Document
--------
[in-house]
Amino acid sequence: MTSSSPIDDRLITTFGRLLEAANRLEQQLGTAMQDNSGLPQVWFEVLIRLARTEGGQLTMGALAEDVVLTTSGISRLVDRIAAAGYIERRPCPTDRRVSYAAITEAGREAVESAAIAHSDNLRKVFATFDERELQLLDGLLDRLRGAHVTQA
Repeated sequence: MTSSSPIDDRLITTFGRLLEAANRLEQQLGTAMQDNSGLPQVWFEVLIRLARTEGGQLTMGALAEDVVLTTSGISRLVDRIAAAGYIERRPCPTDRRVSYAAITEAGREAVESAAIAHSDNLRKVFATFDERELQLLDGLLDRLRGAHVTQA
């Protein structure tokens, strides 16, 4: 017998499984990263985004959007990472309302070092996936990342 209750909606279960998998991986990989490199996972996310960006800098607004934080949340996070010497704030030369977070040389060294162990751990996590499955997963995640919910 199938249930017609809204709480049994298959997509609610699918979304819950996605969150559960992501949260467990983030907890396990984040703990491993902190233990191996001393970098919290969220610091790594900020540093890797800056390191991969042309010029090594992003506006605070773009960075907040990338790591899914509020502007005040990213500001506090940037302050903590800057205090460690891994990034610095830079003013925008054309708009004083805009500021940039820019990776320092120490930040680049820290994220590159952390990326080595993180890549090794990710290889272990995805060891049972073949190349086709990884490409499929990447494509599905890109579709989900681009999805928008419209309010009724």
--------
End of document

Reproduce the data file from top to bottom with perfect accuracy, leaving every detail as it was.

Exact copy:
[in-house]
Amino acid sequence: MTSSSPIDDRLITTFGRLLEAANRLEQQLGTAMQDNSGLPQVWFEVLIRLARTEGGQLTMGALAEDVVLTTSGISRLVDRIAAAGYIERRPCPTDRRVSYAAITEAGREAVESAAIAHSDNLRKVFATFDERELQLLDGLLDRLRGAHVTQA
Repeated sequence: MTSSSPIDDRLITTFGRLLEAANRLEQQLGTAMQDNSGLPQVWFEVLIRLARTEGGQLTMGALAEDVVLTTSGISRLVDRIAAAGYIERRPCPTDRRVSYAAITEAGREAVESAAIAHSDNLRKVFATFDERELQLLDGLLDRLRGAHVTQA
């Protein structure tokens, strides 16, 4: 017998499984990263985004959007990472309302070092996936990342 209750909606279960998998991986990989490199996972996310960006800098607004934080949340996070010497704030030369977070040389060294162990751990996590499955997963995640919910 199938249930017609809204709480049994298959997509609610699918979304819950996605969150559960992501949260467990983030907890396990984040703990491993902190233990191996001393970098919290969220610091790594900020540093890797800056390191991969042309010029090594992003506006605070773009960075907040990338790591899914509020502007005040990213500001506090940037302050903590800057205090460690891994990034610095830079003013925008054309708009004083805009500021940039820019990776320092120490930040680049820290994220590159952390990326080595993180890549090794990710290889272990995805060891049972073949190349086709990884490409499929990447494509599905890109579709989900681009999805928008419209309010009724």